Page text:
And He said to them, “Which one of you will have a son or an ox fall into a well, and will not immediately pull him out on a Sabbath day?” (Luke 14:5 NASB)
Read this explanation of Jesus through a few times, and hopefully it becomes clear that oxen falling into wells is probably not a daily occurrence. What is even odder is the juxtaposition of the son and the ox. An inside-joke of my wife and I has to do with a comedian we can’t remember and his poking fun at the old TV show Lassie. Lassie says, “Bark!” The person looks at Lassie and says, “What is it Lassie? Did Timmy wander down a trail, look down a hole, and is now trapped in a well over at the Johnson Farm?” And so this example or explanation of Jesus makes me smile a bit.
The word translated as “well” by so many translations refers to the Middle Eastern “cistern” where run-off water from the meager rains was collected. It was often an open or sometimes covered pit, and often dry. The King James Version translates it as “pit” as does the New Living Translation. This is probably preferred, and makes the example a bit less funny. The term “well” in English conjures up images of a bricked in, roofed, circle with windlass and bucket. An ox falling into something like this is sort of funny, and I’m fairly certain that was not what Jesus was after here.
Even so, Jesus mentions a son or an ox. Why these two? Before (Luke 13:15) He refers to a donkey untied to water. What I wonder is if Jesus contextualizes His examples. So, back in Luke 13, the synagogue leader may have untied his donkey that very morning to water it. Here, I wonder if one or more of the guests or the host even, had a son mishap involving a pit, and another a similar problem with an ox. Or maybe the son and the ox in the same pit? Anyway, had that been something commonly known to the guests what it does is serve to punctuate the lesson even more strongly. Not only does God work through Jesus on the Sabbath to heal, but Jesus knows stuff He couldn’t or that they couldn’t explain how He knew.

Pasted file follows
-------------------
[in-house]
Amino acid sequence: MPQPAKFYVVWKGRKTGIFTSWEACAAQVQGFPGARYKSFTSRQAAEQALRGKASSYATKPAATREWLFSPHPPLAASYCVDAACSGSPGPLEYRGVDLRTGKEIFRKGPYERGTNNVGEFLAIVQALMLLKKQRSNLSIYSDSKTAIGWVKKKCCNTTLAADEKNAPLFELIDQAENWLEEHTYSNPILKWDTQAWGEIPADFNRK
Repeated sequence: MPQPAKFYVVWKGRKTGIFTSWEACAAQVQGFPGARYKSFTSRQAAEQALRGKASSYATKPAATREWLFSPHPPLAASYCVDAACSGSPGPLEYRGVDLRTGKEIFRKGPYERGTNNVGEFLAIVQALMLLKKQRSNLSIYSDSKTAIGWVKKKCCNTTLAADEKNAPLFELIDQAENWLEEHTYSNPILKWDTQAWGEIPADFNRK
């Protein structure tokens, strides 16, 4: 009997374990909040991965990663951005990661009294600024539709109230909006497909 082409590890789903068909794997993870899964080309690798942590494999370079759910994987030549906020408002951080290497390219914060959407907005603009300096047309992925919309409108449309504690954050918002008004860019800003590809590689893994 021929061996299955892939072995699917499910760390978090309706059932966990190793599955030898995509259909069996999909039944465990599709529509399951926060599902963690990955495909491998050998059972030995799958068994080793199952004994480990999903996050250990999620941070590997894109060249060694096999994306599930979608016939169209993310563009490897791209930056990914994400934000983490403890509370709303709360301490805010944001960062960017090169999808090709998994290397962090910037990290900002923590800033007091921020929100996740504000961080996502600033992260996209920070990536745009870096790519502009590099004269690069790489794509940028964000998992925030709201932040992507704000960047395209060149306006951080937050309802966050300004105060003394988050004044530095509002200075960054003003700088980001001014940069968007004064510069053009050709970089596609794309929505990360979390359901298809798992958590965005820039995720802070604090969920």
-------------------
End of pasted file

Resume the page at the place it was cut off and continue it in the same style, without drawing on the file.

I don’t know that. I don’t know for certain that one or more of the guests had earlier mishaps involving farm animals, children, and pits. Luke doesn’t include that detail, and without it, the point Jesus makes remains the same. It’s not necessary to go there. In a sense, I’m reading into the passage a habit I have in contextualizing my examples/analogies to the person I’m using it with. But that’s my habit, it isn’t necessarily Jesus’. I like the thought though. I like the idea that Jesus does that with these guys, because as you read through the account of his meal no one seems comfortable being around Jesus. It would explain what it was about Jesus that made the entire company of Pharisees so silent around Him. On the other hand, we don’t really know if they were all that silent either. They could have been milling about speaking as they negotiated for the best place at the table. We don’t know really. They just never seem to say anything to Jesus.
So, with or without Jesus contextualizing His example, the point remains that a person is more important than an ox. But how about more than a son? I think here Jesus is pointing out that they “heal” people on the Sabbath too. They wouldn’t think twice, but only “their people”, and I think that’s where Jesus has a problem with them. So regardless of whether this was a personal example using two guests or not, people matter. And these guys should know that…already. It’s actually a powerful example to put the son and the ox together because one is obvious, and other is obvious; but together they are powerful in showing the glaring mistake they have made in their assumptions. Also notice Jesus doesn’t call them “hypocrites”. He’s not being mean here, but gentle. Odd don’t you think?
So, what do you learn as you consider Jesus’ choice of example, His choice of demeanor, and His point about people? It’s kind of a lot to get from a single sentence.